Brandi Hamilton: No Solid Surface

Starts in 4 Days, 9 Hours

August 10, 2020

More Dates

  • August 10, 2020
  • August 17, 2020
  • August 24, 2020
  • August 31, 2020

Art Museum of Southeast Texas

500 Main St, Beaumont, TX 77701

The Art Museum of Southeast Texas (AMSET) will present BRANDI HAMILTON: No Solid Surface July 2 – September 6, 2020 in AMSET’s Café Arts Series for Local Artists. On Thursday, September 3, 5:30-7:30 p.m., AMSET will host a free and open to the public artist’s reception in conjunction with First Thursday festivities.

Hamilton attended Lamar University for two years before enlisting in the United States Air Force. After serving for twenty years, she returned to her native Southeast Texas to pursue a BFA in Photography at Lamar University where she is currently studying with acclaimed artists and professors, Keith Carter and Prince Thomas. She uses lens-based media to produce silver gelatin and digitally printed images. Hamilton combines imagery and ideas from her military career in space and satellite technology and an M.A. in Humanities with the inherent influences from her small-town childhood.

“Once I left my military profession to pursue a creative life and career, I realized the twenty years spent in space and satellite operations for the United States Air Force would not fade from my consciousness so easily,” she said. “All that previous space training in orbital mechanics and radiofrequency communications floods my mind, wanting to be expressed, not as scientific and intelligence data, but as imagery of wonder and awe.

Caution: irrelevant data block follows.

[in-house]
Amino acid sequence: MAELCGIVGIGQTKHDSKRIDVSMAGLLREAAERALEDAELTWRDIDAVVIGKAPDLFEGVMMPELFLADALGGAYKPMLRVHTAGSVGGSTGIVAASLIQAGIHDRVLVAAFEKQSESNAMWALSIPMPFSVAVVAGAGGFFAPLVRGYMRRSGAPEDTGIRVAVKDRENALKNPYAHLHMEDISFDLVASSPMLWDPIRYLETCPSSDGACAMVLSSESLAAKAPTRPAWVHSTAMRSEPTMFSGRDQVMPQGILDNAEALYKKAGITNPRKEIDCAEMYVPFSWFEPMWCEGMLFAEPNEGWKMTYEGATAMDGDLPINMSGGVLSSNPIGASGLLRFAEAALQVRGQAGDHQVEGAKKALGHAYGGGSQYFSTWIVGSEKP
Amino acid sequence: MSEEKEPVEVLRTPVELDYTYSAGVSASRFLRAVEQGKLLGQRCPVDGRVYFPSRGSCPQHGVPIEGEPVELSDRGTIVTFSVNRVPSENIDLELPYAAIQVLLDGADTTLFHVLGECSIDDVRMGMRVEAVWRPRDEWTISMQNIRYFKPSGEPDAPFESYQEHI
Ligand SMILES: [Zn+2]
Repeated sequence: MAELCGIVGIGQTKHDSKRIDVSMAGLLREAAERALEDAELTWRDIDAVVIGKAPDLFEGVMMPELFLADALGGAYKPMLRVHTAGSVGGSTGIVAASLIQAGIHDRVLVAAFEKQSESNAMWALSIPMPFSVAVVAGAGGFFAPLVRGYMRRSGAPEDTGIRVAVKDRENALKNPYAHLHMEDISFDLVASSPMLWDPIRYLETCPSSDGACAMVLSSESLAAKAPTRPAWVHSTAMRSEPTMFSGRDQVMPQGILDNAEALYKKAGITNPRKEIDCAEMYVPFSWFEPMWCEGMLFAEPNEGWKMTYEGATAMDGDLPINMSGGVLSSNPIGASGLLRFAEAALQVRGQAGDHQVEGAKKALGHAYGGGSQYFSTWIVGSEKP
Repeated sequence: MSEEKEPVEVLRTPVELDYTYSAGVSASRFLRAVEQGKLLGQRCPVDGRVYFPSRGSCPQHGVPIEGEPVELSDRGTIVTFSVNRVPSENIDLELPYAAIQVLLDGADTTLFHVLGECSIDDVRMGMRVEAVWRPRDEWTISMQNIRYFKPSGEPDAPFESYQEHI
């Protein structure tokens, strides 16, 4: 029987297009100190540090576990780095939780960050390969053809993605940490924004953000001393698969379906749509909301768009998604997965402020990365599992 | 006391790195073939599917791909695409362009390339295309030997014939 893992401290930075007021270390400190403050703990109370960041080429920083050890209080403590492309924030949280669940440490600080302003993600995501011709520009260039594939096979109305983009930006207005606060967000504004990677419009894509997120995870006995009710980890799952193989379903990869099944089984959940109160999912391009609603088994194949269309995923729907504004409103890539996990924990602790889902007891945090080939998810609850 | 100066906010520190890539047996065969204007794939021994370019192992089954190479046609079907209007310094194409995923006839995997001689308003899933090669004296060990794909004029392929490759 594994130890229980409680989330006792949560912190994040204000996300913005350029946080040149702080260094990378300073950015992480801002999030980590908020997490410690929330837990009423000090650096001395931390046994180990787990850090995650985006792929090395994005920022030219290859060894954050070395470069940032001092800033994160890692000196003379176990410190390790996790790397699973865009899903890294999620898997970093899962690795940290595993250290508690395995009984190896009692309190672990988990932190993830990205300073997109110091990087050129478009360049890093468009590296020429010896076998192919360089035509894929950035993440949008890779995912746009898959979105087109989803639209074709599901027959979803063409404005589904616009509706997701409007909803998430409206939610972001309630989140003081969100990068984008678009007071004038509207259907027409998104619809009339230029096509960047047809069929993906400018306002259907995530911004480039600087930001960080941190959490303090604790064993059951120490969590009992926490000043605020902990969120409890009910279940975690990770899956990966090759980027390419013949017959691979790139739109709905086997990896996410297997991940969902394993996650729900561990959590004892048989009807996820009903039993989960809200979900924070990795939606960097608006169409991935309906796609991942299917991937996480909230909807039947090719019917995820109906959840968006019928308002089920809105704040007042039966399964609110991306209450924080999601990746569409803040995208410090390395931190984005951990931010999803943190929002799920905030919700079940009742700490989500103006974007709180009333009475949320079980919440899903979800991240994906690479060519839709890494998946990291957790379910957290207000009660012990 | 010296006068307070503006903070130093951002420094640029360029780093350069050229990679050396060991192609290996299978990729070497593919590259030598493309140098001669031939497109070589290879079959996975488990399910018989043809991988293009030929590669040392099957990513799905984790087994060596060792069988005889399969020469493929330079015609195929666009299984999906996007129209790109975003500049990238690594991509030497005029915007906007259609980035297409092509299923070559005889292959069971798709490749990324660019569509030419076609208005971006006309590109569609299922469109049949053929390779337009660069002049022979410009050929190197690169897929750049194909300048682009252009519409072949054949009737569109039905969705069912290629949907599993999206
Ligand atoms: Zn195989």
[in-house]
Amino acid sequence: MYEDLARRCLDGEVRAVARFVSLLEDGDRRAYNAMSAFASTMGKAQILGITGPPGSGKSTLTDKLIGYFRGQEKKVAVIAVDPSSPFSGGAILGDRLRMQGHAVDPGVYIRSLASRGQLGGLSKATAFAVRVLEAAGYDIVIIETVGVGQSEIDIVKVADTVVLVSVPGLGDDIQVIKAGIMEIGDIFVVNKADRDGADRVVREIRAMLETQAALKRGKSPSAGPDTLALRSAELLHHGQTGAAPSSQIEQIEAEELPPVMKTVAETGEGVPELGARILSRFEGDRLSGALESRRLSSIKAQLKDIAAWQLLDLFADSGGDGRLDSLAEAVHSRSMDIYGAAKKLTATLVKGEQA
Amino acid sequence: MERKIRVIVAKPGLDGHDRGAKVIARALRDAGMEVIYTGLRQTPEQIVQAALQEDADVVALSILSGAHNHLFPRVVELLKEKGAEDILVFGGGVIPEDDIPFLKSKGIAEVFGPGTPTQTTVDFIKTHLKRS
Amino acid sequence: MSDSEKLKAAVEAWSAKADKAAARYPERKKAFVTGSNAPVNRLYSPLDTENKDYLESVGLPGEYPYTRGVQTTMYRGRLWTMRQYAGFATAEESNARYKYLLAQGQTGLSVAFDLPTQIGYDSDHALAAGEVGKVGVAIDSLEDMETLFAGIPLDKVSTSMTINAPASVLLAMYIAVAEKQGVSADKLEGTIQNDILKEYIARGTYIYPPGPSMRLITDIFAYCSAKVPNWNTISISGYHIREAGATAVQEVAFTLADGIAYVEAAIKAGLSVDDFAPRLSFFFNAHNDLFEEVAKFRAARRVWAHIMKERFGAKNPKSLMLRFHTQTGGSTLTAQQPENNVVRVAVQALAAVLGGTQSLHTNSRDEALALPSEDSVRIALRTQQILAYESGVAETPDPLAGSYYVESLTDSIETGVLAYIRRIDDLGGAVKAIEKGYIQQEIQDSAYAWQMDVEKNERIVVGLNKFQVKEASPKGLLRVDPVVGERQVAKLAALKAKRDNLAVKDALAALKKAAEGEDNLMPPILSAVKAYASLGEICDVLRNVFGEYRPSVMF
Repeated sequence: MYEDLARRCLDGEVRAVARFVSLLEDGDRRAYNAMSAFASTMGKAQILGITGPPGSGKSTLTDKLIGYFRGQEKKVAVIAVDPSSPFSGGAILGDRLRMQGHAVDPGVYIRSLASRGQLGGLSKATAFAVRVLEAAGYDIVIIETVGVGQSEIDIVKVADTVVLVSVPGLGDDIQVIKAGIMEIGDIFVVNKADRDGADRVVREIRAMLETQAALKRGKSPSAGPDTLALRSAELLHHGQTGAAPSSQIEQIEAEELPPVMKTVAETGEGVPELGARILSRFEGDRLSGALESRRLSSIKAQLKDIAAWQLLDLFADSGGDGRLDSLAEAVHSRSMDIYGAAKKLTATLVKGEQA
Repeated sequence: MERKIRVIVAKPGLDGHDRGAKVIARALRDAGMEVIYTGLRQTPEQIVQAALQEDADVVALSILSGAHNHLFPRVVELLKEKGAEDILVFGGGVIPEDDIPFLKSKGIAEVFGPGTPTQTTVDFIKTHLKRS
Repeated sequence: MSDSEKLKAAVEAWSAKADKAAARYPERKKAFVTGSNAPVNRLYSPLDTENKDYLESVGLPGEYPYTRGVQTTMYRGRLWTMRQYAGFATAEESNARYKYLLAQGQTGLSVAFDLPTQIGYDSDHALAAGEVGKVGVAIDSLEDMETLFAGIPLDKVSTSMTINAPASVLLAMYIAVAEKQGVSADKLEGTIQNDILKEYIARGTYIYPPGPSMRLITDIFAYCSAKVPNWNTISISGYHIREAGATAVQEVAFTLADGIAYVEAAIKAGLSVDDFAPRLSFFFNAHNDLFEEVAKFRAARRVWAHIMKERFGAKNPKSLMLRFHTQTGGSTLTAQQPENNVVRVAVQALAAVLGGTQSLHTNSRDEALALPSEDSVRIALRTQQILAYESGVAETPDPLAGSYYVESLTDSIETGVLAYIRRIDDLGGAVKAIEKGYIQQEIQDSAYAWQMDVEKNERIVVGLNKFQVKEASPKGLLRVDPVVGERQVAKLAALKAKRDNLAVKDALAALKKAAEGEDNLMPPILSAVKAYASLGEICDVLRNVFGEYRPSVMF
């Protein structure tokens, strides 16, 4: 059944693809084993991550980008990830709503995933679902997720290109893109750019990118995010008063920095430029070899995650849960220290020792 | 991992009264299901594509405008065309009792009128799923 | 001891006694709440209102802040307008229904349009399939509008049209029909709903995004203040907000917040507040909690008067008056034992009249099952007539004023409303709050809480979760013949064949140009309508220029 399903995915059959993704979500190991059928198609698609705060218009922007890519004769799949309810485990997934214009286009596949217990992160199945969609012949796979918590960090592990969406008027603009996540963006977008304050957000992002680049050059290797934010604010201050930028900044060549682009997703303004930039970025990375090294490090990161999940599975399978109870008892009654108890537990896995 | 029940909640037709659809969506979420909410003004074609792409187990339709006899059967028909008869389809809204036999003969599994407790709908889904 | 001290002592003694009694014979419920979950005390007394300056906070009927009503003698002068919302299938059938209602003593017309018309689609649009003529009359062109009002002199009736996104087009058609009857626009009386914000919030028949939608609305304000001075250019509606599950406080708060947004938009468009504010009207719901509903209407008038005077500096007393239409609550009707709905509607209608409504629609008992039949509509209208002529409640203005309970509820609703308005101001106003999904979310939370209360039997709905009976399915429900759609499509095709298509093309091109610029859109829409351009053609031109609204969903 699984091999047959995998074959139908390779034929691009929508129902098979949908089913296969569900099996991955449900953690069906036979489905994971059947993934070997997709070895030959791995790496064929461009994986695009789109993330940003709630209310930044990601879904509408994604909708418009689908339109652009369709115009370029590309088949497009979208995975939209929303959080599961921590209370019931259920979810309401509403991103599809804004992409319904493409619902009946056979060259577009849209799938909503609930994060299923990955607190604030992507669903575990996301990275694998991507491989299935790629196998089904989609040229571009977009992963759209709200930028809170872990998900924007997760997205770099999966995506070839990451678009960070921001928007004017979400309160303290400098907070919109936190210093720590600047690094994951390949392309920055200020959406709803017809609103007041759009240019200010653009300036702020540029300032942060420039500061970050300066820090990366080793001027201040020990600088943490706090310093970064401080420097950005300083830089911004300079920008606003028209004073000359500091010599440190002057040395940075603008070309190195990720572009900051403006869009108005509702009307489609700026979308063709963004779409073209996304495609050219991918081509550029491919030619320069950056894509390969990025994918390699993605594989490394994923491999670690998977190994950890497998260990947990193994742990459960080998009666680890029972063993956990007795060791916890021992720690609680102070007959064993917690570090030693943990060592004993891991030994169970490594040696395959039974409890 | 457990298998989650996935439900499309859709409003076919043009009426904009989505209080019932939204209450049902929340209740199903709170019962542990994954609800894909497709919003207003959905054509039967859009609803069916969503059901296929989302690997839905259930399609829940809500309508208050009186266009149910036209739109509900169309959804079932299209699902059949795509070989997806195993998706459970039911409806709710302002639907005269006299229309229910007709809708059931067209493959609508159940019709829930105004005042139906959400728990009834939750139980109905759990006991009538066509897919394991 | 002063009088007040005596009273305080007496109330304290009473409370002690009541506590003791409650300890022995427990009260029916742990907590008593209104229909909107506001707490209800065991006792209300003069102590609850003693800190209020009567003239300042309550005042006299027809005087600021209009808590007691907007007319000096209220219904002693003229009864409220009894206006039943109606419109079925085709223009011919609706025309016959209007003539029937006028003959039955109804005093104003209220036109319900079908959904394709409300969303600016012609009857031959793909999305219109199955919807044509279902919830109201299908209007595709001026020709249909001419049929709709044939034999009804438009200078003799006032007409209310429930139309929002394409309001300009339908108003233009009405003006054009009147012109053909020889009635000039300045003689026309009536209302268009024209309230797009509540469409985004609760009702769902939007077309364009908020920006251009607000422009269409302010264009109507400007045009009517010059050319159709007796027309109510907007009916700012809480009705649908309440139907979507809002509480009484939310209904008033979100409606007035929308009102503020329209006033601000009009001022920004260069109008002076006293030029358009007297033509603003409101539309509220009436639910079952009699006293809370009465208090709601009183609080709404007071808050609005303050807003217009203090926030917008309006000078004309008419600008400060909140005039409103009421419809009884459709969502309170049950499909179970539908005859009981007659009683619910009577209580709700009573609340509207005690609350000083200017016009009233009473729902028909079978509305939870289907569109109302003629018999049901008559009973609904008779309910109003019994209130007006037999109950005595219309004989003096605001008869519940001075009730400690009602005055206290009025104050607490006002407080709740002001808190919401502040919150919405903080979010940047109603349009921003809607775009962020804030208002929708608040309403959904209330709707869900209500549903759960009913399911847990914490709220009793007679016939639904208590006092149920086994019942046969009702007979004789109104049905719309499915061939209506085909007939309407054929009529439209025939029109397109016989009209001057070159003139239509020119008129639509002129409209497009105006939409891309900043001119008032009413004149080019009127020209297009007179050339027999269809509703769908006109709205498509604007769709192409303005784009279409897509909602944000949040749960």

“In our current society, where the earth has become metaphorically flat again, space and all that it holds remains a frontier only a handful of humans have access to. In what might be the last days of space as unreachable wilderness, it continues to hold a sense of mystery for most of humanity.”

Hamilton’s exhibition, No Solid Surface, is inspired by her personal background and from space explorations of NASA, SpaceX and global entities.

“It surveys elements and compounds that are familiar and mundane, like rock samples beneath our feet, and recomposes them is if they are extraterrestrial or unfamiliar heavenly bodies,” she said. “The goal is to reimagine the oldest of materials in unfamiliar scenes to inspire a renewed sense of wonderment in the basic elements that surround us daily.”

For more information, visit www.amset.org or call (409) 832-3432.

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